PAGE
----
Cherries Over Quicksand      by Rhonda Ricardo




I am poised and standing at a door expecting it to be opened for me, though no one is around.  Unexpectedly, my fiancee's friend happened to be walking by, stopped, and stared at me.  "What are you doing?" he asked...

...I didn't start out expecting people to open doors for me, they just did, as though I had a door opening guardian angel cutting a path for me wherever I went.  What happed to the droopy-diaper postured woman who had embodied herself in my life during the end of my marriage and after my divorce?  Where was the torn ragged doll who had struggled with the heavy glass doors that would suction against her attempt to get into the building with no help in sight?  I think she finally got it and finally started living with the kind of joy that is found in a Broadway musical finale.  How did that happen, anyway?

It began, I suppose, after listening to the lonely and often broken hearts of so many divorced partners, who poured out their pain to me when I worked in a family law firm.  The irony was, that at the same time, I was going through my own divorce with twin teenage boys at home. I took calls for appointments from the crushed songbirds and the cheating potbellied pigs of the world, my neck of the world.  At first I was horrified by the recounted actions of the offending spouse, whether wife or husband.  The spouses who called to make appointments for representation and told stories of crumbling gingerbread houses, always, at first-light, seemed to be the hero/heroine; the partner, however, once the other side of their world, was depicted as the butt-biting villain.

The types of incoming calls would be of this sort: A man with the voice and vocabulary of a prison garbage disposal would be in disbelief over his wife's closed ears and legs (I could almost smell his un-brushed teeth over the phone)...or a woman would complain that her husband was a self-centered idiot, but had difficulty remembering the ages of her children and, oh yeah, would she be able to keep the BMW?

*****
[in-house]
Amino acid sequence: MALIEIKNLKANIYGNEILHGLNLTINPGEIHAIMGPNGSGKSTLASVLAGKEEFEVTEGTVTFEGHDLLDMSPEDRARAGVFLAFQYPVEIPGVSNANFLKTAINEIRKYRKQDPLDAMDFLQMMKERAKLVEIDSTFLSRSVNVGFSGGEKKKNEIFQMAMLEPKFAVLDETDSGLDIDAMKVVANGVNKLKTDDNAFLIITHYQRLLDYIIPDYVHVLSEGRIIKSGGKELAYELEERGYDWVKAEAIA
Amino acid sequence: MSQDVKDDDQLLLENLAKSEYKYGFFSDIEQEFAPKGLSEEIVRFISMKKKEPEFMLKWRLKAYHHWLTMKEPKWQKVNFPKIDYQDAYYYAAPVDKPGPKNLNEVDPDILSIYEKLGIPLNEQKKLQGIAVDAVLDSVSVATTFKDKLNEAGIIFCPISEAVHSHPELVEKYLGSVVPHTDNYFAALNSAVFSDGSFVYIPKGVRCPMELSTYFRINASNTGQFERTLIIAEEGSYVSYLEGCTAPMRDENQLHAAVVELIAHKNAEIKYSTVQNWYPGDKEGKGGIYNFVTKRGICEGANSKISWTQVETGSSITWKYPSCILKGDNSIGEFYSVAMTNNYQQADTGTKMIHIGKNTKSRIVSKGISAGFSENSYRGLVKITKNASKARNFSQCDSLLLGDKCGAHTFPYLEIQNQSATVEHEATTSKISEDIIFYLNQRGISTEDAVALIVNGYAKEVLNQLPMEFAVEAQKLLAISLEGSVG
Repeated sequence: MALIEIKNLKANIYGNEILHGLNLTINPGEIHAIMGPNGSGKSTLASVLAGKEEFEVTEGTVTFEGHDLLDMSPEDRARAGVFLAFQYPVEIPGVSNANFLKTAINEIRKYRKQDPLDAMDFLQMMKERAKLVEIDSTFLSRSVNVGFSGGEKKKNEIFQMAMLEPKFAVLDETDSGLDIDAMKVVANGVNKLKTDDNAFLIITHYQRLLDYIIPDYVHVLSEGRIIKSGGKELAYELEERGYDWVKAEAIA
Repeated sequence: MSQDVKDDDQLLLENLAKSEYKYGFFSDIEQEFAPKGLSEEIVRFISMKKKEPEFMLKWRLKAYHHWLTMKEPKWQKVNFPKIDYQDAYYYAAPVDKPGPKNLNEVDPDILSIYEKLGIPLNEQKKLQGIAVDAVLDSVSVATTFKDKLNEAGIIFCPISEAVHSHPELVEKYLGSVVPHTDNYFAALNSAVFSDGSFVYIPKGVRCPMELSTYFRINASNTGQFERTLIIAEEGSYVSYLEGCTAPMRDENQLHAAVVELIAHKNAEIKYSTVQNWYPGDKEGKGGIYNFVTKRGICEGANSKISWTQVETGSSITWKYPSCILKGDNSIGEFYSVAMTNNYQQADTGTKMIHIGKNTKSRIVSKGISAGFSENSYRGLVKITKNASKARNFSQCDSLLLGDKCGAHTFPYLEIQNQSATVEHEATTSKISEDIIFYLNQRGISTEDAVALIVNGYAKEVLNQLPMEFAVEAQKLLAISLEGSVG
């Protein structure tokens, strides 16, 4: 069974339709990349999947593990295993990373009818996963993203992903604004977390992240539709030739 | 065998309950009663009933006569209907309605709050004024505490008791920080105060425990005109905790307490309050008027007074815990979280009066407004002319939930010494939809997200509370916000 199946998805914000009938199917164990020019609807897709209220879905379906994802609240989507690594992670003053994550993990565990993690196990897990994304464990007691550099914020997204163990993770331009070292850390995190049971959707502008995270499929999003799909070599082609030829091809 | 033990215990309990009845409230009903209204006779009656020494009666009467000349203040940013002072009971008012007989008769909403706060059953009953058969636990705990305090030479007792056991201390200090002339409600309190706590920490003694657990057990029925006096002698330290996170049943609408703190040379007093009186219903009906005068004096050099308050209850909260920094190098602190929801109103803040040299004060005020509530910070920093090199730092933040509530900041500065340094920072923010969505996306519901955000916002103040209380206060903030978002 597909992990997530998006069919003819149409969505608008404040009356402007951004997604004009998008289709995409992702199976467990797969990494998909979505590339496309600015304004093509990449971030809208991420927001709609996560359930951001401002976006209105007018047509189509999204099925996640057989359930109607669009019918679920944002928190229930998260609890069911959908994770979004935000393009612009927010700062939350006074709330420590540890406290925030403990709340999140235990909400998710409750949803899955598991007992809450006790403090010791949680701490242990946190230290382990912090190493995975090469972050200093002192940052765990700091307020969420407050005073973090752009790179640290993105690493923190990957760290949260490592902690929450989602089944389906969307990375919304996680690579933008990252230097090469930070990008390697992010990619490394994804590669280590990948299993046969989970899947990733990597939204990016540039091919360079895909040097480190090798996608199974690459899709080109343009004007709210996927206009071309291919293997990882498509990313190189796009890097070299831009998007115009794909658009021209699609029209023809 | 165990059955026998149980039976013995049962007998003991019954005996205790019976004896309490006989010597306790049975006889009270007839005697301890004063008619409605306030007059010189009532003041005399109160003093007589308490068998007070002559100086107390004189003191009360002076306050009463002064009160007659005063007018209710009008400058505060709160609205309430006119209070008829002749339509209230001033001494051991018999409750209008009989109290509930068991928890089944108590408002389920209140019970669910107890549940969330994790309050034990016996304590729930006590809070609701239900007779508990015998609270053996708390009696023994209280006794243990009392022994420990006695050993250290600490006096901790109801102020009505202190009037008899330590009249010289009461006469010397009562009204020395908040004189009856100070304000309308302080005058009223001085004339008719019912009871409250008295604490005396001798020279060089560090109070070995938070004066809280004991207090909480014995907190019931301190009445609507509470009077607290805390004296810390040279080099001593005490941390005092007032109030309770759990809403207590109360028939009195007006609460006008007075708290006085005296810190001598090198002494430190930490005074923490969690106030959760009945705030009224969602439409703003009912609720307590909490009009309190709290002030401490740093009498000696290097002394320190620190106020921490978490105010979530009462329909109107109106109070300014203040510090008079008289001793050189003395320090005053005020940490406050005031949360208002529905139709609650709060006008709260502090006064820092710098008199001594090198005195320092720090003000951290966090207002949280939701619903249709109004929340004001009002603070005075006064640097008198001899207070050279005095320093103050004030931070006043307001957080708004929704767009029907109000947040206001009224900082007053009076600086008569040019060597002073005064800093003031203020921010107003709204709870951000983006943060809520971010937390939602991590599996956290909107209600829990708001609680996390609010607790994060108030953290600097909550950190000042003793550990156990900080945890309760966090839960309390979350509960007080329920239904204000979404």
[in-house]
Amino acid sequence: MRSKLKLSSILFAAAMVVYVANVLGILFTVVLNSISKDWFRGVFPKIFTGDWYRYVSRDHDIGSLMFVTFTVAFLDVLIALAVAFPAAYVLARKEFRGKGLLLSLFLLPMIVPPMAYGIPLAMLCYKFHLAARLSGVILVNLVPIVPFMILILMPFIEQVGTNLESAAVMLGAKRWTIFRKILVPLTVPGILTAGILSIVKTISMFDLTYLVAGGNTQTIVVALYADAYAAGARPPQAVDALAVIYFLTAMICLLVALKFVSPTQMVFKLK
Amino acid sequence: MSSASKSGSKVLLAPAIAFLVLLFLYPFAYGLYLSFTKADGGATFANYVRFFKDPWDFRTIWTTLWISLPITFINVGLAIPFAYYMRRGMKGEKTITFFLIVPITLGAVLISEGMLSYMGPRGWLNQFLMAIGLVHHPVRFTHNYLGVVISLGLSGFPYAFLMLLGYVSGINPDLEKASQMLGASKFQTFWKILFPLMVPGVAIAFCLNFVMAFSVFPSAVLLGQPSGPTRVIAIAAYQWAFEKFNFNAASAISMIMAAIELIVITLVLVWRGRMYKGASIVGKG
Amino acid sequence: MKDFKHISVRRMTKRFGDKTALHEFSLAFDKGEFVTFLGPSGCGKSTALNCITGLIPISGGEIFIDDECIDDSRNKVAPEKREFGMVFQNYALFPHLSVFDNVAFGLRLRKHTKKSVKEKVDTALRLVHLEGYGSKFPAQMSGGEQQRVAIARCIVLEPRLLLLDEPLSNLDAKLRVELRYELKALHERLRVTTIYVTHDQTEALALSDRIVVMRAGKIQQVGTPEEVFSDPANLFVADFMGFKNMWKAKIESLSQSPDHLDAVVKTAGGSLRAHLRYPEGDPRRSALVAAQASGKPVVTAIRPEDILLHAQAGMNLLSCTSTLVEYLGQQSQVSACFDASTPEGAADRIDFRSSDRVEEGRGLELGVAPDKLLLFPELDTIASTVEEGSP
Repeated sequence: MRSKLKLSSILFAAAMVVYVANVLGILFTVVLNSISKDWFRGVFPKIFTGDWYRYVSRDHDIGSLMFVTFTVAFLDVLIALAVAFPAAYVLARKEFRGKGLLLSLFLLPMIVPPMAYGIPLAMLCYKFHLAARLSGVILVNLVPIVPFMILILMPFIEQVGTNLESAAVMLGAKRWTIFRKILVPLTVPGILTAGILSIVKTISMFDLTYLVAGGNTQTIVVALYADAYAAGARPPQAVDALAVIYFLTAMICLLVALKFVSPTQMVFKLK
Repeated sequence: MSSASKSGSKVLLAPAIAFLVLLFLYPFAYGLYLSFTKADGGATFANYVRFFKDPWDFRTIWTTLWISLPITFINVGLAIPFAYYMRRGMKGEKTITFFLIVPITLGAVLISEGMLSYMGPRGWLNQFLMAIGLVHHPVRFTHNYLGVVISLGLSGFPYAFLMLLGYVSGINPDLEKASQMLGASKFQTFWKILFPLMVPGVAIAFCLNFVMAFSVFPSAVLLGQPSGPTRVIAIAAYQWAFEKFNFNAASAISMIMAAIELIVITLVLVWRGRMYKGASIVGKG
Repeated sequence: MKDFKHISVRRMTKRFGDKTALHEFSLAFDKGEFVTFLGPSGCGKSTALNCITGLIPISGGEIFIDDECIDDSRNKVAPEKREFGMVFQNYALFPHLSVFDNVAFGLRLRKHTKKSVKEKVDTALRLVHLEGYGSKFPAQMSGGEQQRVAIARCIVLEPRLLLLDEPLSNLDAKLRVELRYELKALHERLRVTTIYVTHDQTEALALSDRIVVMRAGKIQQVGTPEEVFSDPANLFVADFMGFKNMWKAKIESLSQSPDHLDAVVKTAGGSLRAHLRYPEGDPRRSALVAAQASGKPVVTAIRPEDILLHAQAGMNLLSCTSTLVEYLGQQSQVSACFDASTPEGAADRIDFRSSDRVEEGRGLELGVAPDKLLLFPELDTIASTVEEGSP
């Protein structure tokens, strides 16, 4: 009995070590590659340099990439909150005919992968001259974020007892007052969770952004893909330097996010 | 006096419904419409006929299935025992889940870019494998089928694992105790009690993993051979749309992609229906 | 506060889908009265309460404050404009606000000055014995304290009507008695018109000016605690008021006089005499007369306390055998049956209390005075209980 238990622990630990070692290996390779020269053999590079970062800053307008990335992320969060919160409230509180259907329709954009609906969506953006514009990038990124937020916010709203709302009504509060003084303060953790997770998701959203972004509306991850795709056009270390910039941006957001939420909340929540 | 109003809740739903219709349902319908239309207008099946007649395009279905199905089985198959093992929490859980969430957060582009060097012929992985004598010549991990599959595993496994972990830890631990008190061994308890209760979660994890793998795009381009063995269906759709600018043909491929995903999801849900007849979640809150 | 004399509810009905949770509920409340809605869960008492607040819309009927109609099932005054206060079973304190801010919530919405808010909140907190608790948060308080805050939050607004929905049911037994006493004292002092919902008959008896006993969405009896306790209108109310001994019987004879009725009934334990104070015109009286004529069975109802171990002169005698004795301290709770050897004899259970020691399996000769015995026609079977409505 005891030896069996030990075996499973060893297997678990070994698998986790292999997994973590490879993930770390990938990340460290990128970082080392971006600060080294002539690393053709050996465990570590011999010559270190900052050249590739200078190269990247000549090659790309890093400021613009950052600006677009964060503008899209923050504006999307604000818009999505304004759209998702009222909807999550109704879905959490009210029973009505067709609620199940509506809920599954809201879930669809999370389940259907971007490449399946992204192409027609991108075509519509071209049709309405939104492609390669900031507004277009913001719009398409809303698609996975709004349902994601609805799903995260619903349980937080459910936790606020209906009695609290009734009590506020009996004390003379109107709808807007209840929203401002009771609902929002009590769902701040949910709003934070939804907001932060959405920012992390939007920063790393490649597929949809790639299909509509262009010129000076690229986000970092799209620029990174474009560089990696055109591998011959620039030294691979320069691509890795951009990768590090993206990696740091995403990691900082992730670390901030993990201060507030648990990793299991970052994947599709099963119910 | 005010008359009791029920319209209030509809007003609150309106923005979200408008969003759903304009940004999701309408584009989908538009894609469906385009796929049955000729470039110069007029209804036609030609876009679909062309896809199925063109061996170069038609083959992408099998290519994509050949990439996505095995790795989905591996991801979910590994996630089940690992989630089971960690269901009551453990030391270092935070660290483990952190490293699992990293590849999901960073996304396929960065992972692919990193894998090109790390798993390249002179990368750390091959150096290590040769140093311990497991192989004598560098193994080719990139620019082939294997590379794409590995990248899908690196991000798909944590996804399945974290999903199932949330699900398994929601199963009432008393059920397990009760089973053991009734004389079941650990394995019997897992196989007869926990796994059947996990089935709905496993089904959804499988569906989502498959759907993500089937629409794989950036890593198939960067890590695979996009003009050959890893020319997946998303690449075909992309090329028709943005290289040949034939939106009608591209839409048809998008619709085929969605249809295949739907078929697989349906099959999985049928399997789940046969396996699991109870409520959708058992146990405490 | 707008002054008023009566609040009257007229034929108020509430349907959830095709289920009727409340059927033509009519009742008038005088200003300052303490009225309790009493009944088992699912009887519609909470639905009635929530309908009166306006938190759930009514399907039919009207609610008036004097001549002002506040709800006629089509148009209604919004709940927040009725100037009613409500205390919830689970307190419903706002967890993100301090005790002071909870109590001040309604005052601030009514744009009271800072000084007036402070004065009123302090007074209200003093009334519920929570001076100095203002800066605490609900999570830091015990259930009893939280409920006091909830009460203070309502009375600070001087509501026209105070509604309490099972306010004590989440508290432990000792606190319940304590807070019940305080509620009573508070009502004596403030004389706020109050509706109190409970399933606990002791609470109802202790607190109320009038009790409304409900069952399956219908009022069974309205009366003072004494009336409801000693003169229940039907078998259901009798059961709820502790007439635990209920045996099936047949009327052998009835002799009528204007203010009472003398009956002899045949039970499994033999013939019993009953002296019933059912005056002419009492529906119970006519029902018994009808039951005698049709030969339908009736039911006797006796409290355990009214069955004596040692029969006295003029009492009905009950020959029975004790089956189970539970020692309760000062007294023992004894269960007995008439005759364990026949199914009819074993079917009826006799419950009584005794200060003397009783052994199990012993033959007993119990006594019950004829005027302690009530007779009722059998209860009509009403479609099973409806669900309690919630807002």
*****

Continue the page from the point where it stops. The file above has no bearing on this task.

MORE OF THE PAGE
After taking hundreds of, 'How could he/she?' pending divorce messages, the mysteries behind the opposition's unjust behavior gradually began to unfold. The questions from the rejected party most often had a distinct smell. I thought of it as the, "Why did the skunk spray me when I poked him with a stick?" smell. Could it be that people actually spray themselves in the eye? Most of the fighting couples I encountered while working at law firms never reconciled. Nonetheless, I would soon be in for a big surprise.

Years later, when I had become a writer/columnist, I decided to use my reporting skills to find answers to the questions that had been cried into my ear by so many dueling divorcees. I set out to ask a few questions to a hand full of men, and ended up with over a hundred stories that pin pointed reasons a relationship either ended, or surprisingly, had been rekindled. These conversations were much different than the ones with people in the throws of divorce, they had had time to think, and in many cases, miss their darling.

I found that many separated couples actually do get back together, though not necessarily for reasons I might have guessed. Many of the people who gave me their stories were extremely happy to do so, hoping perhaps that the shared insights may help others in similar situations. It was touching to witness, these seemingly ordinary people, so willing to throw on relationship superhero capes to help strangers, for whom, they would never meet.

The men and women I had conversations with were often so open and funny that I decided to add my commentary to each story regarding their general demeanor, perceive any personality traits that might match her own love.

I know that therapists are a useful resource when going through any disruptive life change, and I want to be clear that I am not a therapist, nor do I play one in this book.  Rather, it is up to each reader to discern which woes and/or triumphs offered in these conversations most resonate to their own circumstances.  It is also up to each reader to decide how, or even if, there are lessons or ideas that might be in any way useful or applicable. Or...maybe the readers could bring this book to their next therapy session.

Now that could be funny, and we don't need a framed degree to know that laughter is one medicine that can help move various boulder-sized pressures from tired shoulders. At least share the cartoons. Hey, he/she might need a giggle too.

For those of you just looking for a great read, you will find this book simply provides light, funny examples of relationship characters and quirks. So get comfy, grab a latte...then get comfy again and let the adventure begin!

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Contact Author, Rhonda Ricardo at: